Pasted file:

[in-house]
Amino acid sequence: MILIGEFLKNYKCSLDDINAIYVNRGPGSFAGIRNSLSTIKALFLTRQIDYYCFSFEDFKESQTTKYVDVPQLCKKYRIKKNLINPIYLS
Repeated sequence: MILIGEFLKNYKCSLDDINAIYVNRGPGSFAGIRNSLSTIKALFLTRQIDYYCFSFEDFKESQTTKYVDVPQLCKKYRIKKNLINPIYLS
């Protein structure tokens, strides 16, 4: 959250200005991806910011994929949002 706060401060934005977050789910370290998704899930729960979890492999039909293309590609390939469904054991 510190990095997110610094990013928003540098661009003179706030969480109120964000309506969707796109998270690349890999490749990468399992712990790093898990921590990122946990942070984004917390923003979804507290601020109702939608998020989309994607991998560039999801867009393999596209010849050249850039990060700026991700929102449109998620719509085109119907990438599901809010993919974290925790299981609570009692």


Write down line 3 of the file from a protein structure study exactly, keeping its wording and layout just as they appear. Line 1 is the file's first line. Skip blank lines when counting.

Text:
Repeated sequence: MILIGEFLKNYKCSLDDINAIYVNRGPGSFAGIRNSLSTIKALFLTRQIDYYCFSFEDFKESQTTKYVDVPQLCKKYRIKKNLINPIYLS